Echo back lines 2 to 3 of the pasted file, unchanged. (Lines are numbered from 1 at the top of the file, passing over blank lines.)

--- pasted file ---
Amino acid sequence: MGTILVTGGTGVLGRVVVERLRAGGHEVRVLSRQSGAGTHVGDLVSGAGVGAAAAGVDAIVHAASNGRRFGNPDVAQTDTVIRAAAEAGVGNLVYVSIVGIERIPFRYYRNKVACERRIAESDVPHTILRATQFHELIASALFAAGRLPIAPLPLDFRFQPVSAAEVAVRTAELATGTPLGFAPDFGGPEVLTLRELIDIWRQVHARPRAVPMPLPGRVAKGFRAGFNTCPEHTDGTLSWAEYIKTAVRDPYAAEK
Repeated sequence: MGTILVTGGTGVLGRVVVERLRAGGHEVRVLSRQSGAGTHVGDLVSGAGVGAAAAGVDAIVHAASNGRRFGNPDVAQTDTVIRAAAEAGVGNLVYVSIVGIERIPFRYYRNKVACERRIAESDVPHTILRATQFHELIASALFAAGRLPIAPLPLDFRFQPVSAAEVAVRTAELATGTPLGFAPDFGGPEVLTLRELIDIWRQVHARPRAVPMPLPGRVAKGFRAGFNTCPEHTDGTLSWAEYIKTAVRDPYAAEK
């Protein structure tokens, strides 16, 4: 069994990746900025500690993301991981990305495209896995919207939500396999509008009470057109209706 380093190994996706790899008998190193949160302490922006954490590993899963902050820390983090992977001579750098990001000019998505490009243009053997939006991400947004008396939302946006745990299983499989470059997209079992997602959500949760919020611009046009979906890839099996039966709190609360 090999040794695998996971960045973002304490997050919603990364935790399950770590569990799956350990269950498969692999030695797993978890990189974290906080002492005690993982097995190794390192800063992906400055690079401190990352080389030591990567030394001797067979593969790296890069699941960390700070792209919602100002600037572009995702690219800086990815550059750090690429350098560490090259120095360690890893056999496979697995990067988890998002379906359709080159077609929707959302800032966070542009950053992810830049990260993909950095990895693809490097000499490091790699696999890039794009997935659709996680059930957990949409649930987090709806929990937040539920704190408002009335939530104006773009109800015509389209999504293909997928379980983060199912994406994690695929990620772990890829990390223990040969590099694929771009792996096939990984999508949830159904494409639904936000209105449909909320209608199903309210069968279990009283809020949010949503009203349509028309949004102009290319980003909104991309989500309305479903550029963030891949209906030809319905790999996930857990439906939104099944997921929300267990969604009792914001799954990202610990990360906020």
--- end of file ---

Repeated sequence: MGTILVTGGTGVLGRVVVERLRAGGHEVRVLSRQSGAGTHVGDLVSGAGVGAAAAGVDAIVHAASNGRRFGNPDVAQTDTVIRAAAEAGVGNLVYVSIVGIERIPFRYYRNKVACERRIAESDVPHTILRATQFHELIASALFAAGRLPIAPLPLDFRFQPVSAAEVAVRTAELATGTPLGFAPDFGGPEVLTLRELIDIWRQVHARPRAVPMPLPGRVAKGFRAGFNTCPEHTDGTLSWAEYIKTAVRDPYAAEK
């Protein structure tokens, strides 16, 4: 069994990746900025500690993301991981990305495209896995919207939500396999509008009470057109209706 380093190994996706790899008998190193949160302490922006954490590993899963902050820390983090992977001579750098990001000019998505490009243009053997939006991400947004008396939302946006745990299983499989470059997209079992997602959500949760919020611009046009979906890839099996039966709190609360 090999040794695998996971960045973002304490997050919603990364935790399950770590569990799956350990269950498969692999030695797993978890990189974290906080002492005690993982097995190794390192800063992906400055690079401190990352080389030591990567030394001797067979593969790296890069699941960390700070792209919602100002600037572009995702690219800086990815550059750090690429350098560490090259120095360690890893056999496979697995990067988890998002379906359709080159077609929707959302800032966070542009950053992810830049990260993909950095990895693809490097000499490091790699696999890039794009997935659709996680059930957990949409649930987090709806929990937040539920704190408002009335939530104006773009109800015509389209999504293909997928379980983060199912994406994690695929990620772990890829990390223990040969590099694929771009792996096939990984999508949830159904494409639904936000209105449909909320209608199903309210069968279990009283809020949010949503009203349509028309949004102009290319980003909104991309989500309305479903550029963030891949209906030809319905790999996930857990439906939104099944997921929300267990969604009792914001799954990202610990990360906020």